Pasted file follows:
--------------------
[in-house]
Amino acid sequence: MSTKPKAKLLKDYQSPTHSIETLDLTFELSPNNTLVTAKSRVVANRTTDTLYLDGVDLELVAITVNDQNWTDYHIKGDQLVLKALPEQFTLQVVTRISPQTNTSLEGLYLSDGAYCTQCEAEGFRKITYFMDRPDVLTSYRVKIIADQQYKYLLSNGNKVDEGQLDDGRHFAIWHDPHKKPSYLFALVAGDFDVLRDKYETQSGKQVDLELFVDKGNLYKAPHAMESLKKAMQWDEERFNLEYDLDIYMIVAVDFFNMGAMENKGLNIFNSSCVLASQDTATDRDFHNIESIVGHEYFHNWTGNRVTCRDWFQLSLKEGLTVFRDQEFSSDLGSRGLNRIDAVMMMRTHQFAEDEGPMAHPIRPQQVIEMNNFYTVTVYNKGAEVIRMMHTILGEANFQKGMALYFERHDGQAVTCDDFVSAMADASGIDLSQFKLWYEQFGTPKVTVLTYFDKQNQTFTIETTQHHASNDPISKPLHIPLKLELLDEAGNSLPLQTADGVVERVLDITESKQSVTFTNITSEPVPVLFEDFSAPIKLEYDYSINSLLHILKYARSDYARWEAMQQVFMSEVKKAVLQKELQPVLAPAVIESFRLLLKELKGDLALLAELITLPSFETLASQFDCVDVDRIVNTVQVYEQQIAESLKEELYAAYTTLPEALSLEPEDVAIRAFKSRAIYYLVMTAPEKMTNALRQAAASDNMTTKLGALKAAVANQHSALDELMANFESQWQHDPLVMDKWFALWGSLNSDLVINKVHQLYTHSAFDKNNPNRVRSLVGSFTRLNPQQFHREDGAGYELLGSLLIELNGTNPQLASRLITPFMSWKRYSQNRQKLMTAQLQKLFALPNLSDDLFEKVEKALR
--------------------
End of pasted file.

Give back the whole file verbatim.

[in-house]
Amino acid sequence: MSTKPKAKLLKDYQSPTHSIETLDLTFELSPNNTLVTAKSRVVANRTTDTLYLDGVDLELVAITVNDQNWTDYHIKGDQLVLKALPEQFTLQVVTRISPQTNTSLEGLYLSDGAYCTQCEAEGFRKITYFMDRPDVLTSYRVKIIADQQYKYLLSNGNKVDEGQLDDGRHFAIWHDPHKKPSYLFALVAGDFDVLRDKYETQSGKQVDLELFVDKGNLYKAPHAMESLKKAMQWDEERFNLEYDLDIYMIVAVDFFNMGAMENKGLNIFNSSCVLASQDTATDRDFHNIESIVGHEYFHNWTGNRVTCRDWFQLSLKEGLTVFRDQEFSSDLGSRGLNRIDAVMMMRTHQFAEDEGPMAHPIRPQQVIEMNNFYTVTVYNKGAEVIRMMHTILGEANFQKGMALYFERHDGQAVTCDDFVSAMADASGIDLSQFKLWYEQFGTPKVTVLTYFDKQNQTFTIETTQHHASNDPISKPLHIPLKLELLDEAGNSLPLQTADGVVERVLDITESKQSVTFTNITSEPVPVLFEDFSAPIKLEYDYSINSLLHILKYARSDYARWEAMQQVFMSEVKKAVLQKELQPVLAPAVIESFRLLLKELKGDLALLAELITLPSFETLASQFDCVDVDRIVNTVQVYEQQIAESLKEELYAAYTTLPEALSLEPEDVAIRAFKSRAIYYLVMTAPEKMTNALRQAAASDNMTTKLGALKAAVANQHSALDELMANFESQWQHDPLVMDKWFALWGSLNSDLVINKVHQLYTHSAFDKNNPNRVRSLVGSFTRLNPQQFHREDGAGYELLGSLLIELNGTNPQLASRLITPFMSWKRYSQNRQKLMTAQLQKLFALPNLSDDLFEKVEKALR